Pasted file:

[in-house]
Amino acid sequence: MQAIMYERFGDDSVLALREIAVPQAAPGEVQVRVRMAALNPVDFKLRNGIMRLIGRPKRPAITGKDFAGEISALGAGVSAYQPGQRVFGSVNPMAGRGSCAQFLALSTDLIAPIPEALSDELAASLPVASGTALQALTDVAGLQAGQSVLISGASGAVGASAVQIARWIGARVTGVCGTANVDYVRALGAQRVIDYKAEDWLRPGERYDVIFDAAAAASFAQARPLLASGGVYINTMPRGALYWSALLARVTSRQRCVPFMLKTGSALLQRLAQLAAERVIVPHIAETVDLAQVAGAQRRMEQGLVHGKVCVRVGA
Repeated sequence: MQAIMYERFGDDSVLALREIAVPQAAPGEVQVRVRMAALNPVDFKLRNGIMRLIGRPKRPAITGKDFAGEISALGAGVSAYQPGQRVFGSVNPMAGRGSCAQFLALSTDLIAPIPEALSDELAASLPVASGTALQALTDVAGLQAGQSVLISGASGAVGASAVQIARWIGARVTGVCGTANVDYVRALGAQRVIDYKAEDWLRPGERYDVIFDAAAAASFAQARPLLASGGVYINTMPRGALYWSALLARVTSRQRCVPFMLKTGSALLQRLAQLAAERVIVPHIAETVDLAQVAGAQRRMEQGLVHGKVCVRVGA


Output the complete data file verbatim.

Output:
[in-house]
Amino acid sequence: MQAIMYERFGDDSVLALREIAVPQAAPGEVQVRVRMAALNPVDFKLRNGIMRLIGRPKRPAITGKDFAGEISALGAGVSAYQPGQRVFGSVNPMAGRGSCAQFLALSTDLIAPIPEALSDELAASLPVASGTALQALTDVAGLQAGQSVLISGASGAVGASAVQIARWIGARVTGVCGTANVDYVRALGAQRVIDYKAEDWLRPGERYDVIFDAAAAASFAQARPLLASGGVYINTMPRGALYWSALLARVTSRQRCVPFMLKTGSALLQRLAQLAAERVIVPHIAETVDLAQVAGAQRRMEQGLVHGKVCVRVGA
Repeated sequence: MQAIMYERFGDDSVLALREIAVPQAAPGEVQVRVRMAALNPVDFKLRNGIMRLIGRPKRPAITGKDFAGEISALGAGVSAYQPGQRVFGSVNPMAGRGSCAQFLALSTDLIAPIPEALSDELAASLPVASGTALQALTDVAGLQAGQSVLISGASGAVGASAVQIARWIGARVTGVCGTANVDYVRALGAQRVIDYKAEDWLRPGERYDVIFDAAAAASFAQARPLLASGGVYINTMPRGALYWSALLARVTSRQRCVPFMLKTGSALLQRLAQLAAERVIVPHIAETVDLAQVAGAQRRMEQGLVHGKVCVRVGA